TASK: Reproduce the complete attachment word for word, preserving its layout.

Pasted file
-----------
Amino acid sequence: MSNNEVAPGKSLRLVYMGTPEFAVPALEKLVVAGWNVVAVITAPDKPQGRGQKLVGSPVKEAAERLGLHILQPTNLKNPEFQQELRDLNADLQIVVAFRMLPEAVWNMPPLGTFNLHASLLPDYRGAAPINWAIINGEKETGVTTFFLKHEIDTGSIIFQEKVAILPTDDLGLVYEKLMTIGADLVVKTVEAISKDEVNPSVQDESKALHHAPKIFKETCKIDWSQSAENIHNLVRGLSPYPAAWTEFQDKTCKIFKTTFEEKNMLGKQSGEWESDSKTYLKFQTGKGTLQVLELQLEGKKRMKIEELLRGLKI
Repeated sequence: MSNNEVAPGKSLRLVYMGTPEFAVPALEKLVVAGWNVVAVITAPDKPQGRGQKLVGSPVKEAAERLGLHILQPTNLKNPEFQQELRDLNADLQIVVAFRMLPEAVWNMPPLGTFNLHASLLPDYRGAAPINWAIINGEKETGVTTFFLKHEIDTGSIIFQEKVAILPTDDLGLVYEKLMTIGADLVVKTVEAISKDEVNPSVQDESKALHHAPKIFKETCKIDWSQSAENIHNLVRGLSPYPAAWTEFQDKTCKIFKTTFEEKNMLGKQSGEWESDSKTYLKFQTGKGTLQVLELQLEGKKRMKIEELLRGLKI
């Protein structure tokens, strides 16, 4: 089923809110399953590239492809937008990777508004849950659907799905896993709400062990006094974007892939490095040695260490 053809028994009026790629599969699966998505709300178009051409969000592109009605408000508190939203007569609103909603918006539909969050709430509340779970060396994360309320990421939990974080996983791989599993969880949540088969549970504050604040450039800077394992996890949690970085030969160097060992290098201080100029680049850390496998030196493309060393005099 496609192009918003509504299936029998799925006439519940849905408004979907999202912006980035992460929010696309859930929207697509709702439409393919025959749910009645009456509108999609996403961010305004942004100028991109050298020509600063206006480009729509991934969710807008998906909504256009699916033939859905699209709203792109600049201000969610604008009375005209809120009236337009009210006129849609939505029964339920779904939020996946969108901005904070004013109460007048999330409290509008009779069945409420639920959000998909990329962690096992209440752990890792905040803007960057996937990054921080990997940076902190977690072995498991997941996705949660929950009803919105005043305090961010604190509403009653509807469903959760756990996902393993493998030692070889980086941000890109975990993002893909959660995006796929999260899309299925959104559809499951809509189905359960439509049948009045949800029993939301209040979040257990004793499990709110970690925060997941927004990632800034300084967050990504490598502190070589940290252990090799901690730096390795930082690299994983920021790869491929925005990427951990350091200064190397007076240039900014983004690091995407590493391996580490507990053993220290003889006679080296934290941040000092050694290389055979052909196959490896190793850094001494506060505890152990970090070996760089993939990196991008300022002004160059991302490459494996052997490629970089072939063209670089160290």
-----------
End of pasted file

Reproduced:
Amino acid sequence: MSNNEVAPGKSLRLVYMGTPEFAVPALEKLVVAGWNVVAVITAPDKPQGRGQKLVGSPVKEAAERLGLHILQPTNLKNPEFQQELRDLNADLQIVVAFRMLPEAVWNMPPLGTFNLHASLLPDYRGAAPINWAIINGEKETGVTTFFLKHEIDTGSIIFQEKVAILPTDDLGLVYEKLMTIGADLVVKTVEAISKDEVNPSVQDESKALHHAPKIFKETCKIDWSQSAENIHNLVRGLSPYPAAWTEFQDKTCKIFKTTFEEKNMLGKQSGEWESDSKTYLKFQTGKGTLQVLELQLEGKKRMKIEELLRGLKI
Repeated sequence: MSNNEVAPGKSLRLVYMGTPEFAVPALEKLVVAGWNVVAVITAPDKPQGRGQKLVGSPVKEAAERLGLHILQPTNLKNPEFQQELRDLNADLQIVVAFRMLPEAVWNMPPLGTFNLHASLLPDYRGAAPINWAIINGEKETGVTTFFLKHEIDTGSIIFQEKVAILPTDDLGLVYEKLMTIGADLVVKTVEAISKDEVNPSVQDESKALHHAPKIFKETCKIDWSQSAENIHNLVRGLSPYPAAWTEFQDKTCKIFKTTFEEKNMLGKQSGEWESDSKTYLKFQTGKGTLQVLELQLEGKKRMKIEELLRGLKI
């Protein structure tokens, strides 16, 4: 089923809110399953590239492809937008990777508004849950659907799905896993709400062990006094974007892939490095040695260490 053809028994009026790629599969699966998505709300178009051409969000592109009605408000508190939203007569609103909603918006539909969050709430509340779970060396994360309320990421939990974080996983791989599993969880949540088969549970504050604040450039800077394992996890949690970085030969160097060992290098201080100029680049850390496998030196493309060393005099 496609192009918003509504299936029998799925006439519940849905408004979907999202912006980035992460929010696309859930929207697509709702439409393919025959749910009645009456509108999609996403961010305004942004100028991109050298020509600063206006480009729509991934969710807008998906909504256009699916033939859905699209709203792109600049201000969610604008009375005209809120009236337009009210006129849609939505029964339920779904939020996946969108901005904070004013109460007048999330409290509008009779069945409420639920959000998909990329962690096992209440752990890792905040803007960057996937990054921080990997940076902190977690072995498991997941996705949660929950009803919105005043305090961010604190509403009653509807469903959760756990996902393993493998030692070889980086941000890109975990993002893909959660995006796929999260899309299925959104559809499951809509189905359960439509049948009045949800029993939301209040979040257990004793499990709110970690925060997941927004990632800034300084967050990504490598502190070589940290252990090799901690730096390795930082690299994983920021790869491929925005990427951990350091200064190397007076240039900014983004690091995407590493391996580490507990053993220290003889006679080296934290941040000092050694290389055979052909196959490896190793850094001494506060505890152990970090070996760089993939990196991008300022002004160059991302490459494996052997490629970089072939063209670089160290």